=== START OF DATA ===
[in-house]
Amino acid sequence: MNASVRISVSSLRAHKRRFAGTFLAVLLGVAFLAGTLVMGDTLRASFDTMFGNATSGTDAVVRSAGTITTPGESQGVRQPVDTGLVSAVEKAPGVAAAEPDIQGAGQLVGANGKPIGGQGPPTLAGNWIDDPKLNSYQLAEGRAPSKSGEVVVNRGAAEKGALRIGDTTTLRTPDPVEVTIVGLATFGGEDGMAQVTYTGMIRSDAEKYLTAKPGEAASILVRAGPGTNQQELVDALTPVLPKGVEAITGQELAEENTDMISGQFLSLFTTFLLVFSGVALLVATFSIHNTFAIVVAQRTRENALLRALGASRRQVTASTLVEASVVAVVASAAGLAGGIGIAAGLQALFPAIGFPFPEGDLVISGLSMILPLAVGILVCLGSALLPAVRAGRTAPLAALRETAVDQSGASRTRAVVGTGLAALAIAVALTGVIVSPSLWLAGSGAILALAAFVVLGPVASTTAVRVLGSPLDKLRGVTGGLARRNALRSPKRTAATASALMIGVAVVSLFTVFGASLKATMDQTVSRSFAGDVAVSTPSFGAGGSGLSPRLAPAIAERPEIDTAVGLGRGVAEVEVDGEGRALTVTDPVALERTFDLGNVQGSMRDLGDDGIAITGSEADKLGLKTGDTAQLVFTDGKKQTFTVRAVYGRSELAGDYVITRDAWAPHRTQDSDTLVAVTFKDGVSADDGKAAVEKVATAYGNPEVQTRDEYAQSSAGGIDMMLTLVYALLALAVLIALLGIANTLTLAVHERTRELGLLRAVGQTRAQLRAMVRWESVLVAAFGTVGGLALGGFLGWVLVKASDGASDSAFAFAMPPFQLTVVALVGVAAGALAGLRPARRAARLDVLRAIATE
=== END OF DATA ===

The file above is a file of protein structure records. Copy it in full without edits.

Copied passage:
[in-house]
Amino acid sequence: MNASVRISVSSLRAHKRRFAGTFLAVLLGVAFLAGTLVMGDTLRASFDTMFGNATSGTDAVVRSAGTITTPGESQGVRQPVDTGLVSAVEKAPGVAAAEPDIQGAGQLVGANGKPIGGQGPPTLAGNWIDDPKLNSYQLAEGRAPSKSGEVVVNRGAAEKGALRIGDTTTLRTPDPVEVTIVGLATFGGEDGMAQVTYTGMIRSDAEKYLTAKPGEAASILVRAGPGTNQQELVDALTPVLPKGVEAITGQELAEENTDMISGQFLSLFTTFLLVFSGVALLVATFSIHNTFAIVVAQRTRENALLRALGASRRQVTASTLVEASVVAVVASAAGLAGGIGIAAGLQALFPAIGFPFPEGDLVISGLSMILPLAVGILVCLGSALLPAVRAGRTAPLAALRETAVDQSGASRTRAVVGTGLAALAIAVALTGVIVSPSLWLAGSGAILALAAFVVLGPVASTTAVRVLGSPLDKLRGVTGGLARRNALRSPKRTAATASALMIGVAVVSLFTVFGASLKATMDQTVSRSFAGDVAVSTPSFGAGGSGLSPRLAPAIAERPEIDTAVGLGRGVAEVEVDGEGRALTVTDPVALERTFDLGNVQGSMRDLGDDGIAITGSEADKLGLKTGDTAQLVFTDGKKQTFTVRAVYGRSELAGDYVITRDAWAPHRTQDSDTLVAVTFKDGVSADDGKAAVEKVATAYGNPEVQTRDEYAQSSAGGIDMMLTLVYALLALAVLIALLGIANTLTLAVHERTRELGLLRAVGQTRAQLRAMVRWESVLVAAFGTVGGLALGGFLGWVLVKASDGASDSAFAFAMPPFQLTVVALVGVAAGALAGLRPARRAARLDVLRAIATE